“The panel has come up with an incredibly impressive shortlist, which reflects the strength of Aviva Premiership Rugby,” said the Premiership Rugby chief executive, Mark McCafferty. “It’s great to see players who have emerged from our academies in what is undoubtedly a world-class list of players. It will be a tough job picking the winner, as clearly all six would be a worthy Aviva Premiership Rugby player of the season.”
That ‘world-class list of players’ is comprised of:
- Brad Barritt [Daracens and England]
- Mike Brown [Harlequins and England]
- Chris Robshaw [Harlequins and England]
- Julian Salvi [Leicester]
- James Scaysbrook [Exeter]
- Nick Wood [Gloucester]
This is not a dig at the players nominated, all of whom are fine players who have had good seasons in the Premiership and deserve to be in contention for the award. The people compiling the short list have done a sterling job and rewarded the players who have prospered in the league, ignoring some big-name internationals or players who did their best work in European competition.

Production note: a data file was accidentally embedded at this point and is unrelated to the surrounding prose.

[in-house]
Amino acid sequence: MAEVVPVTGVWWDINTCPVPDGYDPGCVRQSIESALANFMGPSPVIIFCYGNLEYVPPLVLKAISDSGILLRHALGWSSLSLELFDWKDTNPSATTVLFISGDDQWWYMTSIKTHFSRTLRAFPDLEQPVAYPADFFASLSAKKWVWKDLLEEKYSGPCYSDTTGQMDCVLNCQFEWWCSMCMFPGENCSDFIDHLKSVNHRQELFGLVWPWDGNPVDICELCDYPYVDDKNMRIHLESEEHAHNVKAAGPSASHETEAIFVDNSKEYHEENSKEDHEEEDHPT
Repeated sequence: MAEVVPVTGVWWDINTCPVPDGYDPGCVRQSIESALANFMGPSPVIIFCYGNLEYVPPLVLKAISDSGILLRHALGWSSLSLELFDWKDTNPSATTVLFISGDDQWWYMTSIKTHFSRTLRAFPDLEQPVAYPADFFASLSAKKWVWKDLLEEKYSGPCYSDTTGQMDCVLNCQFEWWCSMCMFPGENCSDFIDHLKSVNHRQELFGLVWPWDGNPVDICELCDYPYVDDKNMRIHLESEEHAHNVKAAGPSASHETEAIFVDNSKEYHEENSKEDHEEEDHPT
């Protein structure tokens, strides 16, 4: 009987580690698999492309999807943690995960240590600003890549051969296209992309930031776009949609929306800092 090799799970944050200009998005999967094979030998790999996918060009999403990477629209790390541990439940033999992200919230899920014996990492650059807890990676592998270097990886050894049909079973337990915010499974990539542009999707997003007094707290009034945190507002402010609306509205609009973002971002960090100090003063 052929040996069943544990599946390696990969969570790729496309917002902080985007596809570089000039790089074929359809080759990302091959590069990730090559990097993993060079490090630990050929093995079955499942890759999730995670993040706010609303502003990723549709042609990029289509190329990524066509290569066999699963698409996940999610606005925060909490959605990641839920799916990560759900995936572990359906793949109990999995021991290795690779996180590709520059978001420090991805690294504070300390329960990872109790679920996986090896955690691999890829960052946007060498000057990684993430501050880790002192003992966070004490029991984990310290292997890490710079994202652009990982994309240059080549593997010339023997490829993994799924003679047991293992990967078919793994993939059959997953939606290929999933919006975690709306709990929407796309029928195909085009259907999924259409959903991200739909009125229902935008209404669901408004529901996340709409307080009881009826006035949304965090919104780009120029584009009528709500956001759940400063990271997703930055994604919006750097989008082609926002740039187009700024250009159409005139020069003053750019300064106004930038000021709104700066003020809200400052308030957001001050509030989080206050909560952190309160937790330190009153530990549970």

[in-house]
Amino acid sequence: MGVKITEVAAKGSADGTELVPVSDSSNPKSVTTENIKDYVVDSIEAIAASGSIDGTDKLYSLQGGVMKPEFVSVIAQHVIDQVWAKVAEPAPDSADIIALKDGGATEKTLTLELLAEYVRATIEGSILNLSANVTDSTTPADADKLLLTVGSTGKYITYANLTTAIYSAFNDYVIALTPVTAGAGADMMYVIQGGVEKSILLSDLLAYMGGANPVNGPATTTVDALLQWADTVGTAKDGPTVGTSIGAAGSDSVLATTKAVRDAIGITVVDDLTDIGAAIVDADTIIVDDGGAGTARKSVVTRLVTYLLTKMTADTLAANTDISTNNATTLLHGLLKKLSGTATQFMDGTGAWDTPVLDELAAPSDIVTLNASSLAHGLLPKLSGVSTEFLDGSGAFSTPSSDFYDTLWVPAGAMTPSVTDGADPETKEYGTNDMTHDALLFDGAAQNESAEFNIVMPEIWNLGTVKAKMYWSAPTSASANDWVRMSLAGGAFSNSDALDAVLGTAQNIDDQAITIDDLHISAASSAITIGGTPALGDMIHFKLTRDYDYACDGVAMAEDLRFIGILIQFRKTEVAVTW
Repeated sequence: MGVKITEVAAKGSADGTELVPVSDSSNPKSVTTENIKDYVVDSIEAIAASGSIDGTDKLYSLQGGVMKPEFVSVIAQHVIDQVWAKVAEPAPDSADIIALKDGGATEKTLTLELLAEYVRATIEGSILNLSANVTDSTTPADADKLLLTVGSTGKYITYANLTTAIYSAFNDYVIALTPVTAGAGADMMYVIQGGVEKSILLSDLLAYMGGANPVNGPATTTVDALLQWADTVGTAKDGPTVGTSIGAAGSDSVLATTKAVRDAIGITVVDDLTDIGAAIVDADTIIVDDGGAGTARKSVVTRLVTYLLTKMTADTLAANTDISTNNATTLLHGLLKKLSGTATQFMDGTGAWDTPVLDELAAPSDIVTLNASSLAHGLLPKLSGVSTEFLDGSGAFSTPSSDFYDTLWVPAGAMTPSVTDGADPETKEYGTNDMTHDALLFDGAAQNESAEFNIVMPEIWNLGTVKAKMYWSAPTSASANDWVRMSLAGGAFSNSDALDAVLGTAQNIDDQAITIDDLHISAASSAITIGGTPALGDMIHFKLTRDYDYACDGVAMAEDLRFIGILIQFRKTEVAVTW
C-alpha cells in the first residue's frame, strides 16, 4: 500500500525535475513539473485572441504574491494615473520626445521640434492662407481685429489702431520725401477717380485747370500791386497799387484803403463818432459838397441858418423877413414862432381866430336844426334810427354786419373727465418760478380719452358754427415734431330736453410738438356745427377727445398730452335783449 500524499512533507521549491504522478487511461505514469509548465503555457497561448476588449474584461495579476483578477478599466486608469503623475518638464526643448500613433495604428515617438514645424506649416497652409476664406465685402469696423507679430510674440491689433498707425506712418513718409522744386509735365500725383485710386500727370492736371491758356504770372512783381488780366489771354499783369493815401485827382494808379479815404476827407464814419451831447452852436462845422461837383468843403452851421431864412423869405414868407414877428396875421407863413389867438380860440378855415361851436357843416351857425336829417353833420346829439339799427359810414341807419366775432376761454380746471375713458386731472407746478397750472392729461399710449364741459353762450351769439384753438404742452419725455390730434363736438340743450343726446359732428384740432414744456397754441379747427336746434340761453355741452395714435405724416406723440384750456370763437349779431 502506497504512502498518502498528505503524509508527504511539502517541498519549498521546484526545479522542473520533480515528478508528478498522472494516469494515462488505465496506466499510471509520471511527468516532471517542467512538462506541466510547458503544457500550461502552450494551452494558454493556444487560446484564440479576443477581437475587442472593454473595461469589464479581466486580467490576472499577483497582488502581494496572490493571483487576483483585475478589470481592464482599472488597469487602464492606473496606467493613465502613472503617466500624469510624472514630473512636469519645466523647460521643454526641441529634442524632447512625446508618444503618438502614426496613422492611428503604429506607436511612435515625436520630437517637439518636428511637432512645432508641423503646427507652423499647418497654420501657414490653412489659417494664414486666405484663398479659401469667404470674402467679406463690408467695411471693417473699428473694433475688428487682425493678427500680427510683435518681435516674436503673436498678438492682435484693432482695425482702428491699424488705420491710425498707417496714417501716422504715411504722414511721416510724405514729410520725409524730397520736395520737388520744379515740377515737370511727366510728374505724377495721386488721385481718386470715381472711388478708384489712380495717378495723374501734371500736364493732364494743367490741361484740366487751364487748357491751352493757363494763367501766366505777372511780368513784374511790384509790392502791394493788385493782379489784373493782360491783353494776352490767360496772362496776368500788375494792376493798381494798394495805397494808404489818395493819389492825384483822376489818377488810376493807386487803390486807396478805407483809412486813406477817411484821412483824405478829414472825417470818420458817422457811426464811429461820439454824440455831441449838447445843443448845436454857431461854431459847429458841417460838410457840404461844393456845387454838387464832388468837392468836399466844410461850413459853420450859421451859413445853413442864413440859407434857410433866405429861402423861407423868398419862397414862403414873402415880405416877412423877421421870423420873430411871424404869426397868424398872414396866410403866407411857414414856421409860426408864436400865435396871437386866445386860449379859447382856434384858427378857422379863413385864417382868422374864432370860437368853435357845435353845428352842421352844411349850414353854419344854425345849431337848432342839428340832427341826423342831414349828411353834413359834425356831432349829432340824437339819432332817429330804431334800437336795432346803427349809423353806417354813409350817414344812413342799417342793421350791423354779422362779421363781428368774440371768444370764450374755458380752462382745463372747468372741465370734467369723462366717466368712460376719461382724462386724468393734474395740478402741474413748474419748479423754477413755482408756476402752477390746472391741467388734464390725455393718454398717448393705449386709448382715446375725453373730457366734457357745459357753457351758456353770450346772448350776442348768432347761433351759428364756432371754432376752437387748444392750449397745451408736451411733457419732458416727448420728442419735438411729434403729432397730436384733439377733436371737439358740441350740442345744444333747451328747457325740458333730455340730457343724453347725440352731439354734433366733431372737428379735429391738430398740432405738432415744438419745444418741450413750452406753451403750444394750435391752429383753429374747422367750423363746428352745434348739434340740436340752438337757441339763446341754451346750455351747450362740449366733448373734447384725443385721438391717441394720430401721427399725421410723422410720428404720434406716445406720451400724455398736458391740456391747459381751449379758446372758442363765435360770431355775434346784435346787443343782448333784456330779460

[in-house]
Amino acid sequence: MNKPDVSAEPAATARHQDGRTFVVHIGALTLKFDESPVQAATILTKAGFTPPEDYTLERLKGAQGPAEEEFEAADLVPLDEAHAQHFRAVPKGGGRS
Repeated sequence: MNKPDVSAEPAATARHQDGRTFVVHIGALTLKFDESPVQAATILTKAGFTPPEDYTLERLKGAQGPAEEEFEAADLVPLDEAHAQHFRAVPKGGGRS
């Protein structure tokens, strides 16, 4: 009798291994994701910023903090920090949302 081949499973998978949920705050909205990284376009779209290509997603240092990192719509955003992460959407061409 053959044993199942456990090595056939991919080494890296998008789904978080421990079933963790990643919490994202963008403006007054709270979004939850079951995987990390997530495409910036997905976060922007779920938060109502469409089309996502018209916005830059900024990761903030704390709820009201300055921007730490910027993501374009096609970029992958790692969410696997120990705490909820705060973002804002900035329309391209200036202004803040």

No, it’s a dig at the ludicrous Mark McCafferty, a man whose aim in life seems to be to promote the Premiership entirely at the expense of his own credibility.
Between them, all those ‘world class’ players have 17 test caps. That’s 12 fewer that Tom Court has earned to date. On his own. Brown and Robshaw have six each, and Barritt has five – and they’re not kids, either: Barritt and Robshaw are 25 years old, Brown 26. The other three are uncapped, which doesn’t preclude them from being good players – even excellent players – but should make it difficult to label them ‘world class’ with a straight face, seeing as they’ve never once competed in a test match, never mind dominated the world of international rugby.
For the record, it’d be between Exeter’s consistently good James Scaysbrook and English captain Chris Robshaw in The Mole’s book, with Scaysbrook edging it. Maybe he ‘stole the round’ with his excellent display at the weekend against Northampton, but any time The Mole has seen the Chiefs in action, he’s been a star player. He’s tough, has a great work-rate, breaks tackles, makes good decisions in possession and has a footballing brain that somewhat belies the shaved head and tribal tattoos. He often takes the ball at first receiver if Mieres has been sucked into contact, and he can read a defense and distribute passes as well as some out-halves in the league. Even though he’s getting on in years, Stuart Lancaster should take him to South Africa and give him a shot in the No7 jersey: he deserves the chance, and maybe he’ll prove McCafferty right.